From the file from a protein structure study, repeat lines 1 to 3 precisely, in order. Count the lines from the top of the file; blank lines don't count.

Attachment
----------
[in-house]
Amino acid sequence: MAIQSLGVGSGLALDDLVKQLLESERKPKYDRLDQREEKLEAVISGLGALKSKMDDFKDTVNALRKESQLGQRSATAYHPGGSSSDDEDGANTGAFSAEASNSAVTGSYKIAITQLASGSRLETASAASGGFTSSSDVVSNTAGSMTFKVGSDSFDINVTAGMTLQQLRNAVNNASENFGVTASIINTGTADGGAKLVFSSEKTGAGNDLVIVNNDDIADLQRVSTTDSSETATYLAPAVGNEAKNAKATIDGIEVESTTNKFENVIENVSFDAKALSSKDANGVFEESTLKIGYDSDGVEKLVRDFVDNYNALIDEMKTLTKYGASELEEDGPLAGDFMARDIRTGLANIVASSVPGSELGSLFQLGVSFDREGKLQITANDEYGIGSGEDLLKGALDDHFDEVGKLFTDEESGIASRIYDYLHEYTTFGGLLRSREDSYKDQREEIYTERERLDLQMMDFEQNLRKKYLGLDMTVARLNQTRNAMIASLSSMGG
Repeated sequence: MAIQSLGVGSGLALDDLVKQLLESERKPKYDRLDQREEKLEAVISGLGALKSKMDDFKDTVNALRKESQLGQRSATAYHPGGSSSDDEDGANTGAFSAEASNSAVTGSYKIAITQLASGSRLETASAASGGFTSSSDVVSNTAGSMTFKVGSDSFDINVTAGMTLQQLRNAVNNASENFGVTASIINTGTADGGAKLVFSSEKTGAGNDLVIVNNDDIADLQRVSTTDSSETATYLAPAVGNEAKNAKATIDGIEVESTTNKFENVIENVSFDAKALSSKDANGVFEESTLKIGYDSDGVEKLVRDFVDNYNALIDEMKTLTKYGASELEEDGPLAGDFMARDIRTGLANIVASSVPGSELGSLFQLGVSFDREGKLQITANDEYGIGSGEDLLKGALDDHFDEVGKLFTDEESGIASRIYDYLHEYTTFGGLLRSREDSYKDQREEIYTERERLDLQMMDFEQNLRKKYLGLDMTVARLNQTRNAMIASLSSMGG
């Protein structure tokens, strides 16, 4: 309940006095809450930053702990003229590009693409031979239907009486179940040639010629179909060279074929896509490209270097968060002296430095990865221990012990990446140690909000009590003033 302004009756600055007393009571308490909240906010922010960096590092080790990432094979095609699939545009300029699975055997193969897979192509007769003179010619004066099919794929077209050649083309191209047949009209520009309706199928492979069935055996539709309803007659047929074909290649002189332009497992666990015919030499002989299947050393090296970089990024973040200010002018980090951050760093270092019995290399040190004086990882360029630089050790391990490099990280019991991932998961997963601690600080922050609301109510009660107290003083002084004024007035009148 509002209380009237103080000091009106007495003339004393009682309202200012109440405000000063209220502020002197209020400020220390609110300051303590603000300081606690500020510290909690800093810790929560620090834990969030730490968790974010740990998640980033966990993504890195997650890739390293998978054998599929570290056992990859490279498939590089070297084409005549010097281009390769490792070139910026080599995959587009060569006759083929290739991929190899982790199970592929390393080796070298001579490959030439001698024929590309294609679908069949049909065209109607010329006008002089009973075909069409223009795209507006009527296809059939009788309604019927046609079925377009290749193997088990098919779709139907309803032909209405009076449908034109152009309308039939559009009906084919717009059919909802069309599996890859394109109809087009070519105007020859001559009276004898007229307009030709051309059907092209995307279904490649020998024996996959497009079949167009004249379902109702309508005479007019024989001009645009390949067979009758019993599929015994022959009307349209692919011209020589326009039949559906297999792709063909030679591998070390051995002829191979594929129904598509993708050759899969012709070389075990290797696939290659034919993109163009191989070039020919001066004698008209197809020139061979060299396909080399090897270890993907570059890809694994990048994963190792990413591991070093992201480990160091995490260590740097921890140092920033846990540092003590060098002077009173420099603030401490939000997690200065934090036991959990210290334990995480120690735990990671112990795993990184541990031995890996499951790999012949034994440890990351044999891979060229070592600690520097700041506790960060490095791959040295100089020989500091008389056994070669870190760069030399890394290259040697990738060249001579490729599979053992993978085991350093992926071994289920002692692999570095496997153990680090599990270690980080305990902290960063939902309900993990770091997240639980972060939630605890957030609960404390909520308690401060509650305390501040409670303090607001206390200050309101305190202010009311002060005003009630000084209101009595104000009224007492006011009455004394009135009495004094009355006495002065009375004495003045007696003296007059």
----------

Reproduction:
[in-house]
Amino acid sequence: MAIQSLGVGSGLALDDLVKQLLESERKPKYDRLDQREEKLEAVISGLGALKSKMDDFKDTVNALRKESQLGQRSATAYHPGGSSSDDEDGANTGAFSAEASNSAVTGSYKIAITQLASGSRLETASAASGGFTSSSDVVSNTAGSMTFKVGSDSFDINVTAGMTLQQLRNAVNNASENFGVTASIINTGTADGGAKLVFSSEKTGAGNDLVIVNNDDIADLQRVSTTDSSETATYLAPAVGNEAKNAKATIDGIEVESTTNKFENVIENVSFDAKALSSKDANGVFEESTLKIGYDSDGVEKLVRDFVDNYNALIDEMKTLTKYGASELEEDGPLAGDFMARDIRTGLANIVASSVPGSELGSLFQLGVSFDREGKLQITANDEYGIGSGEDLLKGALDDHFDEVGKLFTDEESGIASRIYDYLHEYTTFGGLLRSREDSYKDQREEIYTERERLDLQMMDFEQNLRKKYLGLDMTVARLNQTRNAMIASLSSMGG
Repeated sequence: MAIQSLGVGSGLALDDLVKQLLESERKPKYDRLDQREEKLEAVISGLGALKSKMDDFKDTVNALRKESQLGQRSATAYHPGGSSSDDEDGANTGAFSAEASNSAVTGSYKIAITQLASGSRLETASAASGGFTSSSDVVSNTAGSMTFKVGSDSFDINVTAGMTLQQLRNAVNNASENFGVTASIINTGTADGGAKLVFSSEKTGAGNDLVIVNNDDIADLQRVSTTDSSETATYLAPAVGNEAKNAKATIDGIEVESTTNKFENVIENVSFDAKALSSKDANGVFEESTLKIGYDSDGVEKLVRDFVDNYNALIDEMKTLTKYGASELEEDGPLAGDFMARDIRTGLANIVASSVPGSELGSLFQLGVSFDREGKLQITANDEYGIGSGEDLLKGALDDHFDEVGKLFTDEESGIASRIYDYLHEYTTFGGLLRSREDSYKDQREEIYTERERLDLQMMDFEQNLRKKYLGLDMTVARLNQTRNAMIASLSSMGG